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Twice a year, the Macy’s Inc. board takes store tours, but along the route, chairman, president and chief executive officer Terry J. Lundgren tends to slip away.
This story first appeared in the November 6, 2012 issue of WWD. Subscribe Today.
“You can’t find him. He’s always standing on the side talking with a group of sales associates,” said Meyer Feldberg, dean emeritus of Columbia Business School and a member of the Macy’s board. “People like to be with Terry. He connects.”
Under the grand rotunda of Columbia’s Low Memorial Library, Lundgren was presented with the 2012 Deming Cup, named after the late W. Edwards Deming, a professor, statistician, author, consultant and business innovator best known for his work in Japan in the Fifties teaching top managers about product testing and quality and elevating design. Lundgren was honored for making “the bold calls and navigating Macy’s through profound changes,” including doubling the size of the company through the acquisition of May Department Stores Co. in 2005, nationalizing the Macy’s nameplate, and localizing assortments by creating the My Macy’s field organization.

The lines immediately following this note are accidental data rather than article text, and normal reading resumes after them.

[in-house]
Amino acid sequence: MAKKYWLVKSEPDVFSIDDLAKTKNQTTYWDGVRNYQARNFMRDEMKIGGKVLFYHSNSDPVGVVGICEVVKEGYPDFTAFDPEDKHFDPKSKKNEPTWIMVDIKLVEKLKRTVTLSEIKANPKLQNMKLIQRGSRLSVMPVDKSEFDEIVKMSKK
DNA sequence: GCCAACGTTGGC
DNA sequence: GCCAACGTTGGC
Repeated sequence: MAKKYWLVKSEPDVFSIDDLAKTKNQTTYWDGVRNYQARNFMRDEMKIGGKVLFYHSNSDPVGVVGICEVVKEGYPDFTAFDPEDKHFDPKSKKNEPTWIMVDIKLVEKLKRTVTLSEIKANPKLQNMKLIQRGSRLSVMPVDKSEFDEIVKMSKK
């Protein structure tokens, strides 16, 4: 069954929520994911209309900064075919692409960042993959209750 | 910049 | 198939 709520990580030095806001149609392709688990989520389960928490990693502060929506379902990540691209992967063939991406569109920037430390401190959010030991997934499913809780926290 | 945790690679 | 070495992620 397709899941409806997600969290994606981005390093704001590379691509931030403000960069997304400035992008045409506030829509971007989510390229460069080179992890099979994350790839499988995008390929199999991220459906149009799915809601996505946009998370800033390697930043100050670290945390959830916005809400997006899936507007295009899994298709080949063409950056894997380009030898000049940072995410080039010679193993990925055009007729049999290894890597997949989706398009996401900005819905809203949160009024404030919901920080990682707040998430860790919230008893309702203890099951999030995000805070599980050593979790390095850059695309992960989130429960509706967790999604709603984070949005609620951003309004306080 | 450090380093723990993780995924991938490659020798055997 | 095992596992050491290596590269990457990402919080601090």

Ratan N. Tata, chairman of Tata Sons Ltd., was also honored with the 2012 Deming Cup for turning his company around and transforming what was a family-owned Indian conglomerate into an international organization.
“The key to all this is crystal clear — constant communication all the way down to the selling floor,” Lundgren said. “We can get in the way if we are not listening closely to what associates need from us.”
Communication skills were most necessary when Lundgren decided to rename as Macy’s all the stores purchased, even the venerable Marshall Field’s and Filene’s. “Changing the name of 400 stores was not necessarily popular in any city. But we did it with a great deal of caring and listening,” he said.
Lundgren also said that My Macy’s has been “the biggest win” for the company, and that the My Macy’s field organization does what no technology can do — it figures out what’s lacking in the stores that customers want. “Our story is a human-driven strategy.…Dr. Deming lives and breathes in our company,” Lundgren said.
The Deming Cup award dinner, which drew 250 guests including Henry Kissinger, who introduced Tata, supports the activities of W. Edwards Deming Center for Quality, Productivity and Competitiveness, including study tours to emerging countries for faculty members teaching operations and strategy; applied research fellowships for doctoral students, and the development of study cases on the Deming Cup recipients to propagate Deming Principles, and a health care conference next spring focusing on process improvement.